The Berean Expositor
Volume 39 - Page 126 of 234
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(Luke 9: 31) but these words do not cancel out the differences that we see exist between
the coming of Christ to the earth, and the hope of the believer of the Church of the One
Body. When James and John asked that they might sit, one on the right hand and the
other on the left "in the glory that is Thine" were they contemplating the blessed sequel to
being potentially "seated together in heavenly places"? If so, what value is there in the
principle of "Right Division", or what difference is there between the ministry of our
Lord, as the minister of the circumcision (Rom. 15: 8), and the testimony of our Lord,
and of Paul His prisoner?
Coming now to Col. 3:, we notice that the believer is enjoined to seek "those things
which are ABOVE". This supposes a different sphere and place, than that which holds
"things that are below" and this is justified by the adverb of place "where" that
immediately follows. "Where" does not denote quality, or quantity, but locality. The
affection of the believer here is to be focused on:
Where Christ sitteth on the right hand of God.
On things above, not on things that are on the earth.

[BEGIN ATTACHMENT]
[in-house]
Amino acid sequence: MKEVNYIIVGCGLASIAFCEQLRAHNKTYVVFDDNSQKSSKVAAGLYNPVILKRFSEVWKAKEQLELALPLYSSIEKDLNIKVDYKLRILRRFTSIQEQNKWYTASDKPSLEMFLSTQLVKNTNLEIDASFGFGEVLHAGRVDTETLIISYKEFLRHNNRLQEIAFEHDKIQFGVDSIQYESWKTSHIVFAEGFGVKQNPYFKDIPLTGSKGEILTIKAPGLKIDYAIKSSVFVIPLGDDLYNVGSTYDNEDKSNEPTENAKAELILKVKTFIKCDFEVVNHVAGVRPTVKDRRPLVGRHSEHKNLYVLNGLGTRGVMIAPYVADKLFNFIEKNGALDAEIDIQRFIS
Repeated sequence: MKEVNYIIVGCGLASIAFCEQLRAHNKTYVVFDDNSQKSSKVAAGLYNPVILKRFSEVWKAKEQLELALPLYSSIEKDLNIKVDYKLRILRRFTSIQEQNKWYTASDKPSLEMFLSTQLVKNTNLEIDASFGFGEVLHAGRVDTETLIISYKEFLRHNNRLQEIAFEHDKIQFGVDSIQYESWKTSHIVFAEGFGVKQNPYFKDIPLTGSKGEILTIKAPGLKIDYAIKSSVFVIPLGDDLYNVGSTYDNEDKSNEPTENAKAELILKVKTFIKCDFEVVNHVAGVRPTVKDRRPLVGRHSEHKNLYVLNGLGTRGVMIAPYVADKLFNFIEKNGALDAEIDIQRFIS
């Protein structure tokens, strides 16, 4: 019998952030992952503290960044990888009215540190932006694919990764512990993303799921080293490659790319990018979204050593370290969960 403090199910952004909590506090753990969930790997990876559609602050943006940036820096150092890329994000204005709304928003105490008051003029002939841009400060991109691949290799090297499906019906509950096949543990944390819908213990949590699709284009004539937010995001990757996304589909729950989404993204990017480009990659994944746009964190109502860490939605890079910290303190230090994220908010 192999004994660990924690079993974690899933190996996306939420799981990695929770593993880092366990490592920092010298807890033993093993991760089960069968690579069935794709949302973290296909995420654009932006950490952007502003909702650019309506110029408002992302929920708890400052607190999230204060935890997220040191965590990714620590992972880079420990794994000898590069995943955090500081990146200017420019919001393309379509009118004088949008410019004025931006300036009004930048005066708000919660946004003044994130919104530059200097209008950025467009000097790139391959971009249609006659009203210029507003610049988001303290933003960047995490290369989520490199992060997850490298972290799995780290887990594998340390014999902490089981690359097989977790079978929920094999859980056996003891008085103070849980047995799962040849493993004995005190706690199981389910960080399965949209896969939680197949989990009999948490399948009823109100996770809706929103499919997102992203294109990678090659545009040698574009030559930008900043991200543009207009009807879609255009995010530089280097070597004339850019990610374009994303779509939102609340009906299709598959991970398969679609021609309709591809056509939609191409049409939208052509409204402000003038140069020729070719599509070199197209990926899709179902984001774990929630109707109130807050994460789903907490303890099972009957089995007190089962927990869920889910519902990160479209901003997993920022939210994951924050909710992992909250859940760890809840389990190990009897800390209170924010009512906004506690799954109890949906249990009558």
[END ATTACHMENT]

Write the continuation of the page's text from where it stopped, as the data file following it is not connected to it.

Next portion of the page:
The following parallels are eloquent:
A | Your LIFE
B | Is HID
A | Our LIFE
B | Shall APPEAR
C | With HIM
The pattern is complete. Point answers point and needs no advocate. If we are asked
the question "WHERE" are these believers' lives hid, there is only one answer "with
Christ IN GOD". If we are asked the question "WHERE will that life be manifested", we
can only answer "with Christ IN GLORY". If we lift these words "in glory" our of their
context and look upon them with the cold eye of the grammarian we can easily "prove"
that they can have no relationship with any particular place or a sphere of blessing, but if
we heed the exhortation of Col. 3: 1-3 we shall know "where" glory awaits us, whether
we can convince the gainsayer or not.
As we said earlier, truth is not expressed simply in terms that are just black and white,
it is expressed in terms that imply relationships. The glory for which we wait must be the
sequel of the position we occupy now by faith, for in every calling:
"Faith is the substance of things hoped for."